POIR expresses concerns about pollution from new poultry farms
Members of Protecting Our Indian River (POIR) attended a meeting in Bethany Beach last week to raise concerns about the proposal to turn the former Vlasic Pickle plant into a poultry processing operation owned by Allen Harim Foods, a Korea-based poultry company.
“We have too much to lose,” stated Ken Haynes, Millsboro resident and member of POIR. “The proposed poultry operation will not only harm an ecologically sensitive area, but it has huge ramifications for the surrounding communities, including Bethany Beach. Vacationers won’t vacation in a place that smells of chicken manure and has polluted water.”
The group was informed at a June 17 meeting in Millsboro by Allen Harim that the poultry processing operation would lead to 100 new factory poultry farms within 50 miles of the new plant, which POIR says will negatively impact the Indian River, diminish the quality of lives to those residents living in Delaware’s rural areas and potentially harm the local economy in Bethany Beach.
Millsboro residents had sent in more than 200 comments in opposition of the Allen Harim Foods’ application to the Sussex County Board of Adjustment last week.
According to POIR, originally, Allen Harim claimed 350,000 birds would be processed per week, but now the number has jumped to 2 million. In addition to their opposition to the application, the residents said they believe that proper public notice was not provided to the people living near the old Vlasic Pickle plant.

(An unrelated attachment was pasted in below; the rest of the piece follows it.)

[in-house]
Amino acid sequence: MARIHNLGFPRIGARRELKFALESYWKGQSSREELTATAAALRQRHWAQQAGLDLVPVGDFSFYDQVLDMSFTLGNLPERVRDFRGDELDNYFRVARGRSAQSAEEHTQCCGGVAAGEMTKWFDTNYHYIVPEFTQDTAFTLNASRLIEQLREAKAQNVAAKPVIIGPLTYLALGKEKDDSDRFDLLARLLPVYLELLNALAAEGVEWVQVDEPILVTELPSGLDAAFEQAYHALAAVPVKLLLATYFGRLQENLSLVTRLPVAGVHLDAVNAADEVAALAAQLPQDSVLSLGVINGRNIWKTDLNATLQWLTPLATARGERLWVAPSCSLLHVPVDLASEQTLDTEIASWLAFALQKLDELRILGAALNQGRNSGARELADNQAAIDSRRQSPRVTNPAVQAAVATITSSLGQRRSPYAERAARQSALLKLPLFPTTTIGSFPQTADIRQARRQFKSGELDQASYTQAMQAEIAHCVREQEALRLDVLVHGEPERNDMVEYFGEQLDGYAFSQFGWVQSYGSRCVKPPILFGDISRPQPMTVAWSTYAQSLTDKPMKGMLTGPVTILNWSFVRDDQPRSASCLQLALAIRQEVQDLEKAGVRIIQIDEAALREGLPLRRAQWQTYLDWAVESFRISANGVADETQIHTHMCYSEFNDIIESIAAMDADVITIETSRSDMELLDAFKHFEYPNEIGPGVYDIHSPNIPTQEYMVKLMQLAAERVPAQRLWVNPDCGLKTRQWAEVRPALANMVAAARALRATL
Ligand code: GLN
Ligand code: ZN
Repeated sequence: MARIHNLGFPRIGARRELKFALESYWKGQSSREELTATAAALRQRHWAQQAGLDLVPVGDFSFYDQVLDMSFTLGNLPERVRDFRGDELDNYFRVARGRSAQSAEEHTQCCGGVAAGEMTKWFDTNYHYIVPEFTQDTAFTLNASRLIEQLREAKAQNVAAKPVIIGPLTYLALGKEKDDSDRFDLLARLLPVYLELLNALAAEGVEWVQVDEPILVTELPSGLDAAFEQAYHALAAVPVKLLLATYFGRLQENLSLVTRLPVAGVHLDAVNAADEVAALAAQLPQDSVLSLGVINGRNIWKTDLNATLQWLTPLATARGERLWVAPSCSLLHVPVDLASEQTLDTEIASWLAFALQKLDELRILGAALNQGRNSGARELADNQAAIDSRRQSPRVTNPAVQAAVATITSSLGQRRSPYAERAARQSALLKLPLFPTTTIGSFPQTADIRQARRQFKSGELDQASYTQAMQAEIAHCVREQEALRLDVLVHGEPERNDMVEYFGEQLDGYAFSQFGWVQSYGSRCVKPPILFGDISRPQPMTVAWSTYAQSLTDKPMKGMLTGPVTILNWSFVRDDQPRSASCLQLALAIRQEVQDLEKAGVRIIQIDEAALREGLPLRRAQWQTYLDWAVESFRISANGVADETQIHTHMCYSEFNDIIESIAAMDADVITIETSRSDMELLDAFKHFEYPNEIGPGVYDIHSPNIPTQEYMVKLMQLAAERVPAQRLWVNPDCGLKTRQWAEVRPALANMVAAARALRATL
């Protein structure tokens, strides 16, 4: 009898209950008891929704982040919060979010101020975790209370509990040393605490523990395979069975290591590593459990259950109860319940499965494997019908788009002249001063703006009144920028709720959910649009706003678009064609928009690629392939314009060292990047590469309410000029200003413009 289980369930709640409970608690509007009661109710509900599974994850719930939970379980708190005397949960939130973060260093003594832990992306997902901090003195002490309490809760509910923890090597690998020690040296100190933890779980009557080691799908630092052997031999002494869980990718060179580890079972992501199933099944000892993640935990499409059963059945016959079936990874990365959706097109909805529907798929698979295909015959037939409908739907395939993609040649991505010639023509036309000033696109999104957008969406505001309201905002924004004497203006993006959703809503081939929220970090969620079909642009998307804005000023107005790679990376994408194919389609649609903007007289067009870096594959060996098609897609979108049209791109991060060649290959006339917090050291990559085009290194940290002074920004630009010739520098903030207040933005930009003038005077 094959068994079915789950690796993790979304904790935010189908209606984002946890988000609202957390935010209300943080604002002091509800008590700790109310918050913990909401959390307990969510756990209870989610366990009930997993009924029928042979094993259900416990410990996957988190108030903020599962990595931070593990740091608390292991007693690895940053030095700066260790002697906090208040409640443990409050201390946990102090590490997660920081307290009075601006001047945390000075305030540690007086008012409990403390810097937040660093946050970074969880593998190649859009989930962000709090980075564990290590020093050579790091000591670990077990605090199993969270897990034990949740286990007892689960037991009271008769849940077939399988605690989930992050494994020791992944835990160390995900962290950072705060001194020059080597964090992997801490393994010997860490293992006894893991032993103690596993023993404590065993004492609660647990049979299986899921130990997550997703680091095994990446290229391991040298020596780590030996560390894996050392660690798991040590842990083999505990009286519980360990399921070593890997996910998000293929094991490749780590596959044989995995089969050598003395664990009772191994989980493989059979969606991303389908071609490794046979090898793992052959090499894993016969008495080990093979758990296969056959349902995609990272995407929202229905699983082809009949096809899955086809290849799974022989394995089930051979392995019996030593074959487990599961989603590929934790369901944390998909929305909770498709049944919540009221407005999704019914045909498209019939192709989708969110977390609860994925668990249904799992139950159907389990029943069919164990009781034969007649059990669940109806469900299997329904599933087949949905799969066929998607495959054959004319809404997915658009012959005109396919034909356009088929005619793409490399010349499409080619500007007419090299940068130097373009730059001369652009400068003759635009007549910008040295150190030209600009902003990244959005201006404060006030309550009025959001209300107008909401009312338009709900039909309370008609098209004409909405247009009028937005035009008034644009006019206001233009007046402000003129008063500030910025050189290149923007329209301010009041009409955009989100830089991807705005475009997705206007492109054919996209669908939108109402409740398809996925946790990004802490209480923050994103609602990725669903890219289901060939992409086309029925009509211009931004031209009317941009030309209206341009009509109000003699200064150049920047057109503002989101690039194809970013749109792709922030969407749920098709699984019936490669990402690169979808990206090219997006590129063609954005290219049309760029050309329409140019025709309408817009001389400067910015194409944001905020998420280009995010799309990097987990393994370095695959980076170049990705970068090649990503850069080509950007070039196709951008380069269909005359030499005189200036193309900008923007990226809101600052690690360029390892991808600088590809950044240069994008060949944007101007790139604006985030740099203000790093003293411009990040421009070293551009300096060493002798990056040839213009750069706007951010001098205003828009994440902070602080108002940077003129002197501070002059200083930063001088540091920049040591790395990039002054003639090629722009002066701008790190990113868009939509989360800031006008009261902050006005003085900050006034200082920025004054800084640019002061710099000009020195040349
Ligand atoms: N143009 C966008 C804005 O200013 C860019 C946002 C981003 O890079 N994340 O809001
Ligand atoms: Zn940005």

“This whole process has happened behind closed doors and out of the eyes of the public,” said Bruce Ballantine, another member of POIR. “That’s a real problem, when money from the public is being used on the Brownsfield site. These guys can’t have it both ways — you can’t use the public’s money and then not inform them.”
The site for the proposed poultry operation is a Brownsfield and, according to the Environmental Protection Agency (EPA), that means that the site is contaminated with a hazardous substance. The EPA’s Brownsfield program provides public dollars to redevelop the site for industrial use, which also raises concerns for the residents.
“We have multiple Superfund sites here, an unsolved cancer cluster, and now we find out the old pickle plant site is contaminated with chromium and other carcinogens. The folks who live here do not want any more pollution added to our community,” said Ballantine.
POIR members said they would like to see steps taken to clean up the unresolved contaminates on the site instead of transitioning the site into new industrial production. The group, they said, believes that the local governments should be investing in ecologically responsible farming instead of industries that they said have a track record of fouling the water, contaminating the air and devastating the quality of lives of those living in close proximity.
POIR is a group of 300 residents whose mission is “to invest in our natural environment and the health of our communities.”